effortlessly, listening to the branches on trees sway side to side,

glancing at the expansive skies above, and listening to nature play

its tune!!!!!


Monday, June 7, 2010

Is it Good to Run Everyday?

Within the last few weeks, I've decided to run 7 days a week and take
off a day every 15-20 days depending on how I feel. I feet great
especially in trouble areas like my achilles and plantar which I
assume feels good because of the increased blood flow from running on
a daily basis. Over the past few years, I've floated between 5-6 days
per week of running and since I added speed work I moved back to 5
days per week of running to allow my body to adjust. The funny thing,
and I think others have said the same thing, is I have the most aches
on days I take off.

There's a lot of discussion around how many days a person should run
and how much time off is needed to allow the body to heal. Of course,
this will vary by individual but as we talk about evolution, it's hard
to believe we can't run everyday, for the most part. Seems to me the
key is a complete understanding of your body and what days you can
push it and which days to back off and just run very easy (you have to
listen to your body at the highest level). I'm only running 30-40
minutes on the additional 2 days and it feels great. It has only been
a few weeks so we'll see how it goes but my tendons and muscles feel
so much better which I attribute to running on a daily basis but maybe
there's more to it.

Thoughts? Other folks experiences?


Saturday, June 5, 2010

The Defining Moment - It Started 2 Years Ago

I think I've hit a defining moment in my running life. I started getting interested in the BF movement almost 2 yrs. ago, and then it really got fueled when I met Christopher McDougall, then meeting BFT and Barefoot Ken Bob on-line, and then I was hooked. I had a rash of injuries (PF, AT and Runners Knee) and twice I went 100% barefoot for 3 months. I've tried more types of shoes than I care to admit and many trial and error training programs.

For the past 6 months, while everything has been improving, I've still had aches and pains (minor off and on PF and AT) but nothing to prevent me from running or racing so I accepted that was just something I would have to deal with, especially since it was minor, but I started a rigorous daily strengthening and stretching program for my feet, especially the plantar muscle and Achilles tendon.

However, something has occurred in the last 5 days and I know it in my heart and I can feel it in my feet. About Monday of last week I could feel something like the muscles and tendons in my feet shifting and settling. Slowly, the morning pains started to disappear around last Tuesday morning. Then, I seem to have solved a very minor issue with the Evo's when off-hand I tried a different thin insole and I knew I hit the jackpot when I put them on and took my first step. Then, yesterday and today, I run 1 mile over dirt path terrain that I couldn't run 10 ft. on 1 yr. ago and I do it with ease and can run with speed. To add to it, my stride in the last 5 days has changed. When Dr. Lieberman said you don't have to shuffle when you run barefoot, he was right. My stride has increased comfortably and I still land under the body, very softly, and pop off the ground automatically (someone asked me the other day if I ran track in college and I knew something had changed). I just ran 8 miles this morning and did a 5k tempo in the middle and I was at about 80% effort and almost ran sub 19:00 min. (19:07 exactly) and it was on dirt trails with some hills.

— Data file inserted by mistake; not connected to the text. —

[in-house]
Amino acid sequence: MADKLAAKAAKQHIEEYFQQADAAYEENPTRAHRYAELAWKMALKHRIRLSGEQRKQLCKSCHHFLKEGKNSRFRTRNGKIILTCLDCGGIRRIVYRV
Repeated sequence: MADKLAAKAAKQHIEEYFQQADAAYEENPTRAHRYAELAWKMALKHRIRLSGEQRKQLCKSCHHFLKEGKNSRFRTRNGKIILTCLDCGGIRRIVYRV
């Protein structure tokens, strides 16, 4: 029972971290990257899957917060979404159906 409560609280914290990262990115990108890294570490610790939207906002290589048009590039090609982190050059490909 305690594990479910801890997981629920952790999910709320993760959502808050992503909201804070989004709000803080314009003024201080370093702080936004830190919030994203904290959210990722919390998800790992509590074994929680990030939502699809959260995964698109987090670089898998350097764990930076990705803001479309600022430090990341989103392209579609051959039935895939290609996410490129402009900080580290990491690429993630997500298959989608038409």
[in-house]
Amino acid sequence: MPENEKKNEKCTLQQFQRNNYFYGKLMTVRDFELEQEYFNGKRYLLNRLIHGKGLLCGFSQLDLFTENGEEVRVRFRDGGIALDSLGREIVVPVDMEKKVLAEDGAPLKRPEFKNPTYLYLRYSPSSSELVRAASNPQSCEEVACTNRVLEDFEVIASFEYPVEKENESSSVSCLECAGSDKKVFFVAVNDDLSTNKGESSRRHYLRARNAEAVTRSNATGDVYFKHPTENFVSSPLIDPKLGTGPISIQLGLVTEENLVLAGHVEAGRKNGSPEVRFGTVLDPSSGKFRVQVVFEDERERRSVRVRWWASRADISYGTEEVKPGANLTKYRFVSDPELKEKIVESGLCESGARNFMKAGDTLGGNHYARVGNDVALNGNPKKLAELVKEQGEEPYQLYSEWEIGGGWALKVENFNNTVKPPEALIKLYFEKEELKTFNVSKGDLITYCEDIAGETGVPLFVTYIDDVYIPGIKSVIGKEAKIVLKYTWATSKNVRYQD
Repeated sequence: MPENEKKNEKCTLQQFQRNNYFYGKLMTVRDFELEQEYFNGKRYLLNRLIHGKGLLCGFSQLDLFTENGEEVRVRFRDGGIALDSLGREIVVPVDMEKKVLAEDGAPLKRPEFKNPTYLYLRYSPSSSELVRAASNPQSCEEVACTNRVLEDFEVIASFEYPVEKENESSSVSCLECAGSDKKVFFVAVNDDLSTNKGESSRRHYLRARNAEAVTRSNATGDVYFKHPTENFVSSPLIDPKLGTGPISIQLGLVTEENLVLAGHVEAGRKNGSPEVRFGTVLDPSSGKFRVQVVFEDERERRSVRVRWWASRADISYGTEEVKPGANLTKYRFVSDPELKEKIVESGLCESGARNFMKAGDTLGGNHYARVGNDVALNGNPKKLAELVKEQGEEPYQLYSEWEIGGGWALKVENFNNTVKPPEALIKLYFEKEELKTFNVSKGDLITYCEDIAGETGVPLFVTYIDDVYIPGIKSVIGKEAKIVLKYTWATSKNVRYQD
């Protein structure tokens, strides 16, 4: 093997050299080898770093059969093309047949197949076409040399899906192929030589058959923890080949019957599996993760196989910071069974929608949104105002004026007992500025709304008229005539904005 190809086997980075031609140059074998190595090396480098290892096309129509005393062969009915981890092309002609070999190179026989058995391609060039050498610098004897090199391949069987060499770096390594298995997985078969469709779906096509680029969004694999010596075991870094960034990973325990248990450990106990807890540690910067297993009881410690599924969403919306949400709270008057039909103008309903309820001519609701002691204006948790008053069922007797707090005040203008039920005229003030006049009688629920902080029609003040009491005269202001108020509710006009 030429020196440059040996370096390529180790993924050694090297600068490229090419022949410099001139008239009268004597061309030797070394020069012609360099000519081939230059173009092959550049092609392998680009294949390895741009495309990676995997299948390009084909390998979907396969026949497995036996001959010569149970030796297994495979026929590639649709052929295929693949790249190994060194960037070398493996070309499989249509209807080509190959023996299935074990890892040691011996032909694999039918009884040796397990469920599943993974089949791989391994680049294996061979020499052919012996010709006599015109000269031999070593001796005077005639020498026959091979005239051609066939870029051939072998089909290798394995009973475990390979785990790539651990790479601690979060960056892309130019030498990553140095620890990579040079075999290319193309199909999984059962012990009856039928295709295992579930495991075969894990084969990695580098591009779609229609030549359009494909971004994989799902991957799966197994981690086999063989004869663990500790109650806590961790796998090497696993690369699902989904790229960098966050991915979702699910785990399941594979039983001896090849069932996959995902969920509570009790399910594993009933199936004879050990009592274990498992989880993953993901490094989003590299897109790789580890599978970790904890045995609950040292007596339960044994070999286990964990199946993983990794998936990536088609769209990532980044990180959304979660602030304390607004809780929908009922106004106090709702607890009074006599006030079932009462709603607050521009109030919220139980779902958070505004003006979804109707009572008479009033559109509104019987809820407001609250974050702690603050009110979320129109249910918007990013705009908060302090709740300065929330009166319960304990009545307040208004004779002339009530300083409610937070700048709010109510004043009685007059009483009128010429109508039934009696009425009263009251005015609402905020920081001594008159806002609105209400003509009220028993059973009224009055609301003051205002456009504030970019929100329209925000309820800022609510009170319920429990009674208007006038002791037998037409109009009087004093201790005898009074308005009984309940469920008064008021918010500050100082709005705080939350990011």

This is a long way of saying I wonder for folks like BFT and others, if they had a defining moment or point in time when everything just came together? If so, I think it just happened to me. I've had small accomplishments along the way but this is entirely different. This is like all the small pieces coming together. I'm very happy and I'll admit, I've had a tear or two in the last few days because this is life changing. 4 days in a row, I wake up in the morning with no pain other than sore calves/legs, etc., which is normal stuff but no problem taking the first step, no post-run pains other than sore muscles (in fact, I've been running 7 days a week recently). I've decided I don't need to regularly take days off, as the key is making sure I run easy on enough of those days but we are built to run every single day for the most part.